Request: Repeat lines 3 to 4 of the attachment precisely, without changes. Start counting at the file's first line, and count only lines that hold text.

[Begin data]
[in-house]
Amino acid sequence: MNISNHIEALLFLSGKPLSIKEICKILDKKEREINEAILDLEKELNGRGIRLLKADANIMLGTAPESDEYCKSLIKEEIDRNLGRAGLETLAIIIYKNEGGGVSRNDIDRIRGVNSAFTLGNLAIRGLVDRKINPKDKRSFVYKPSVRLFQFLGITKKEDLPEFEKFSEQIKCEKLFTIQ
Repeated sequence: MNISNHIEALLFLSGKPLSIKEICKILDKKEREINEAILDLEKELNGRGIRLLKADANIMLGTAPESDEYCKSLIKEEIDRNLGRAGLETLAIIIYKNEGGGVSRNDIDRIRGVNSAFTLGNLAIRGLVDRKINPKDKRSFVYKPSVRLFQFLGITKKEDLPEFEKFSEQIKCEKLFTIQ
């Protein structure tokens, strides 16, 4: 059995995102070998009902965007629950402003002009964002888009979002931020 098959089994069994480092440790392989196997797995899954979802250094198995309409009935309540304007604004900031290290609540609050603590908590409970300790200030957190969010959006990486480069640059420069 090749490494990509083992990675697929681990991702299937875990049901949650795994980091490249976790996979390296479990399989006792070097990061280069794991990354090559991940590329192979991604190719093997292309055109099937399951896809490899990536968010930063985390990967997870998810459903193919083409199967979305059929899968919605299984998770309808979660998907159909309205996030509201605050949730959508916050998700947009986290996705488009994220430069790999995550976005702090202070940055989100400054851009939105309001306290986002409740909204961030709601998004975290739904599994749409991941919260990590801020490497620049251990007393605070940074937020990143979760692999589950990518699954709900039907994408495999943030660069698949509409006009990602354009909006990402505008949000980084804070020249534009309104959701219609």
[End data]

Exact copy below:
Repeated sequence: MNISNHIEALLFLSGKPLSIKEICKILDKKEREINEAILDLEKELNGRGIRLLKADANIMLGTAPESDEYCKSLIKEEIDRNLGRAGLETLAIIIYKNEGGGVSRNDIDRIRGVNSAFTLGNLAIRGLVDRKINPKDKRSFVYKPSVRLFQFLGITKKEDLPEFEKFSEQIKCEKLFTIQ
């Protein structure tokens, strides 16, 4: 059995995102070998009902965007629950402003002009964002888009979002931020 098959089994069994480092440790392989196997797995899954979802250094198995309409009935309540304007604004900031290290609540609050603590908590409970300790200030957190969010959006990486480069640059420069 090749490494990509083992990675697929681990991702299937875990049901949650795994980091490249976790996979390296479990399989006792070097990061280069794991990354090559991940590329192979991604190719093997292309055109099937399951896809490899990536968010930063985390990967997870998810459903193919083409199967979305059929899968919605299984998770309808979660998907159909309205996030509201605050949730959508916050998700947009986290996705488009994220430069790999995550976005702090202070940055989100400054851009939105309001306290986002409740909204961030709601998004975290739904599994749409991941919260990590801020490497620049251990007393605070940074937020990143979760692999589950990518699954709900039907994408495999943030660069698949509409006009990602354009909006990402505008949000980084804070020249534009309104959701219609």